The story’s meatiest parts concern our lead character’s realization that wealth has made him complacent. His hope is that the Zealots pipe down for the good of the greater peace – to accept Roman rule. His sister is more sympathetic to the Zealots’ cause, which makes things more complicated because she is in love with Messala, their adopted Roman brother. Messala thinks he can rely on Judah not only to try and quell the uprising, but name names.
Trace elements of this conflict exist in all previous film versions but this new one really turns up the heat. (There’s also additional backstory given to Messala to make him more sympathetic.) A head Zealot appeals to Judah’s nationalism, accusing him of being blind to the Roman occupation, and how the rank and file Jews are treated like second-class citizens in their own land.
It’s as if this movie, with a Jewish hero, is terrified of showing anything Jewish on the screen
These are, one could argue, the recognizable dog-whistle phrases used by some who like to misrepresent Israel’s policies with its Palestinian neighbors to its more reductive, nuance-resistant slogans.
I don’t think the 2016 “Ben-Hur” is trying to make some sort of subversive anti-Zionist commentary. But if it isn’t, we have a different problem on our hands: The movie isn’t really saying anything, and is just cruising on fumes left over from our associations with a classic.
What’s striking is just how much potential the movie leaves on the table. In an early scene, when Judah is hurt after falling from a horse, Messala (still a family friend) makes a quiet offering to an idol in prayer. “That’s not the way we pray,” the Hur householders comment, but the movie does nothing to show how they do pray. “Jew” is merely a signifier for “Not Roman,” or, once “Ben-Hur”’s B-story kicks in, proto Christians. It’s as if this movie, with a Jewish hero, is terrified of showing anything Jewish on the screen.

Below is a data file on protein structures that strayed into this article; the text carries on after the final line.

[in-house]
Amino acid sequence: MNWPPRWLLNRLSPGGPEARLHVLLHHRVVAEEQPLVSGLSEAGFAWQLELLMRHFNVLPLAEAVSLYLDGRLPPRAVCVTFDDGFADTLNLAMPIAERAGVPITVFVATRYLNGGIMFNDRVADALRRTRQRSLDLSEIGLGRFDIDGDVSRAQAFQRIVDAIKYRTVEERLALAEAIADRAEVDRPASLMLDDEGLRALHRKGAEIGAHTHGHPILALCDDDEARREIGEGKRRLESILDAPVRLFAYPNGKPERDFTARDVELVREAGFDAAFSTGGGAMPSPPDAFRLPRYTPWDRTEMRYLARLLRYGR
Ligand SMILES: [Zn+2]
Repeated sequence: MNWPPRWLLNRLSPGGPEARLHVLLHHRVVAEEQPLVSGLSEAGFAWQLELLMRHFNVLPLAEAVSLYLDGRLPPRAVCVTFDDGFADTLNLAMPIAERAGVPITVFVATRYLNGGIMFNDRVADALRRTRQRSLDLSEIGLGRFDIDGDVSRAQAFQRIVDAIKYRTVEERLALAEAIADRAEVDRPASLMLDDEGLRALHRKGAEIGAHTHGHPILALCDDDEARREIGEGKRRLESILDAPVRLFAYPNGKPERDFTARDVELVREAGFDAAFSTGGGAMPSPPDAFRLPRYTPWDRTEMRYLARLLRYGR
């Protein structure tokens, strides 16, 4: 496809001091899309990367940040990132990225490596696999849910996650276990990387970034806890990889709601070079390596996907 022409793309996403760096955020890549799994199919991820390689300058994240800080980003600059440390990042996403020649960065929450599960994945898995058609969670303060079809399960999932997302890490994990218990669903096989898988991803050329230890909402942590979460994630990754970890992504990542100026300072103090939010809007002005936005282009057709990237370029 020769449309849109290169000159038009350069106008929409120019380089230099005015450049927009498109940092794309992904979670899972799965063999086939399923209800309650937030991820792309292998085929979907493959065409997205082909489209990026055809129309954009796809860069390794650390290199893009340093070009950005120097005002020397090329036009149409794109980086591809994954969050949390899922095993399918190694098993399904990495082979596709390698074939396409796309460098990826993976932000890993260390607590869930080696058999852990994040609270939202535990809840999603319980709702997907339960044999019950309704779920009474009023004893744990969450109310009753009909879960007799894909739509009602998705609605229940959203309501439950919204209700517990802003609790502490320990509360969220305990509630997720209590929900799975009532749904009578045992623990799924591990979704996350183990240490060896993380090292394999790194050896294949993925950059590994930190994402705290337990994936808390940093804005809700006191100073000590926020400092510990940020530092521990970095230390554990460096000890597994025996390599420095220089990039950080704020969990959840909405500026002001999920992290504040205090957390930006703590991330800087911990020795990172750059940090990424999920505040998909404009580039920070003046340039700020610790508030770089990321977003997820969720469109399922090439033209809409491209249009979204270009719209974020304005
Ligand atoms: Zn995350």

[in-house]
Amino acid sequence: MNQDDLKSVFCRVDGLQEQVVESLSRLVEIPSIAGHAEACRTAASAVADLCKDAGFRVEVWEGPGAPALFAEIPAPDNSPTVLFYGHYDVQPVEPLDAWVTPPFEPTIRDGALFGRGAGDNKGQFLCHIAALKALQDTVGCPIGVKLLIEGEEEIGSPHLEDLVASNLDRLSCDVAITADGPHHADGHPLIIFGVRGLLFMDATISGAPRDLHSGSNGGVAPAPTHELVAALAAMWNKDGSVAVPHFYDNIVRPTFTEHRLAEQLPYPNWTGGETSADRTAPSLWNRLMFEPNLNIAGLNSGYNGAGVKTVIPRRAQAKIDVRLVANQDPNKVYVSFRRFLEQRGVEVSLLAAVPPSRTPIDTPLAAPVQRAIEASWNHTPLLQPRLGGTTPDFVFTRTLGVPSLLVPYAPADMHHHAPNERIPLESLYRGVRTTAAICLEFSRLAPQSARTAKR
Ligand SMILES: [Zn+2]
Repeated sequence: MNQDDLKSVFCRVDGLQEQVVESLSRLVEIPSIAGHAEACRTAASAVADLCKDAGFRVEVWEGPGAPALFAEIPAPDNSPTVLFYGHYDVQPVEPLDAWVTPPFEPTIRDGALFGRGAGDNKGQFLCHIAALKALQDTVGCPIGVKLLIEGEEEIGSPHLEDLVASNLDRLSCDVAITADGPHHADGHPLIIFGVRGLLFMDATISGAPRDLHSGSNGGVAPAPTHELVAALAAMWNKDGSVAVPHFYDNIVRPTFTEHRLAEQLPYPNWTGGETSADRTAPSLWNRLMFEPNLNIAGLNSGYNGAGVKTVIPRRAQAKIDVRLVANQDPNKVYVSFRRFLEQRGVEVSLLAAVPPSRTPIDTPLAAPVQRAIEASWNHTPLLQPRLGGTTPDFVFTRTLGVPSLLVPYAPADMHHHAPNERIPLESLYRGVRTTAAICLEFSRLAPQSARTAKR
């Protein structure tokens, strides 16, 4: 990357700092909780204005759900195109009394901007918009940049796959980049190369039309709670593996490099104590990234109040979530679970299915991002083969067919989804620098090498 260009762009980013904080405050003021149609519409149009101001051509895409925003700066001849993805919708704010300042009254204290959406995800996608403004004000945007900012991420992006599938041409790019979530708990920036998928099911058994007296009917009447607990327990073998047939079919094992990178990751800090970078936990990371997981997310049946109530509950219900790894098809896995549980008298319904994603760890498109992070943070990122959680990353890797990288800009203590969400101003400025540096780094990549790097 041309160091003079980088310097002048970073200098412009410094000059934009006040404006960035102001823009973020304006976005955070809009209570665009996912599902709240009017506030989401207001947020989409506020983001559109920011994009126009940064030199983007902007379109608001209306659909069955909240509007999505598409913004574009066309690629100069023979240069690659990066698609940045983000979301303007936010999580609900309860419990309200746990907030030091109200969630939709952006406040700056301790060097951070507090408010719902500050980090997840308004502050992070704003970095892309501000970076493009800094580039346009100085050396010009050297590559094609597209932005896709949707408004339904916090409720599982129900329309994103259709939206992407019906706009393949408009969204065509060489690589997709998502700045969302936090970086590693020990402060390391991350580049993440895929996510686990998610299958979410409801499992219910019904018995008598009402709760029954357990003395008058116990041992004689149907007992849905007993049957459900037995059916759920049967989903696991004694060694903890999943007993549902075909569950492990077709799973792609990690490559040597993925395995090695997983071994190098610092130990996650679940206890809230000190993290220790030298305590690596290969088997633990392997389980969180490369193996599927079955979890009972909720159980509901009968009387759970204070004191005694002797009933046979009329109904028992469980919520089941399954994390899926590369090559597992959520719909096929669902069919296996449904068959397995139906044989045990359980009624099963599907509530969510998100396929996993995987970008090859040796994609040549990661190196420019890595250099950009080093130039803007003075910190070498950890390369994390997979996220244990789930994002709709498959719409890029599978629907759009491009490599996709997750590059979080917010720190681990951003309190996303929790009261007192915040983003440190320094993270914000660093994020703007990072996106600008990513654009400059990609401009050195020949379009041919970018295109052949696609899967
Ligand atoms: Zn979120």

Judah’s mother, Naomi, is played by Ayelet Zurer, the great Israeli actress currently making headway in Hollywood. (She was seen as Kal-El’s mother in “Man of Steel.”) Sadly, she isn’t given much to do except wear an extravagant robe at a party, cry as she is taken away to prison and then look happy when rainfall after the Crucifixion cures her of leprosy.
The Italian city of Materna doubles nicely for Jerusalem, but other than some cliffside shots and some cropped streets meant to recreate the Via Dolorosa, there’s little that’s specifically Jerusalem-ish about this Jerusalem. The 1926 version has extraordinary visions of the Temple, as well as the Jaffa Gate teeming with travelers. The new one brushes past all this to wow you with the slave ships ramming into one another and the dangerous stunts on the chariot.
Not that one should expect too much from a Hollywood blockbuster, but it’s unfortunate that an opportunity to represent some of what this incredible city has to offer has been completely wasted. “Ben-Hur” gets remade a lot (there was a cartoon and Canadian miniseries between 1959 and now), so maybe next time we’ll see something that’s a little more inclusive.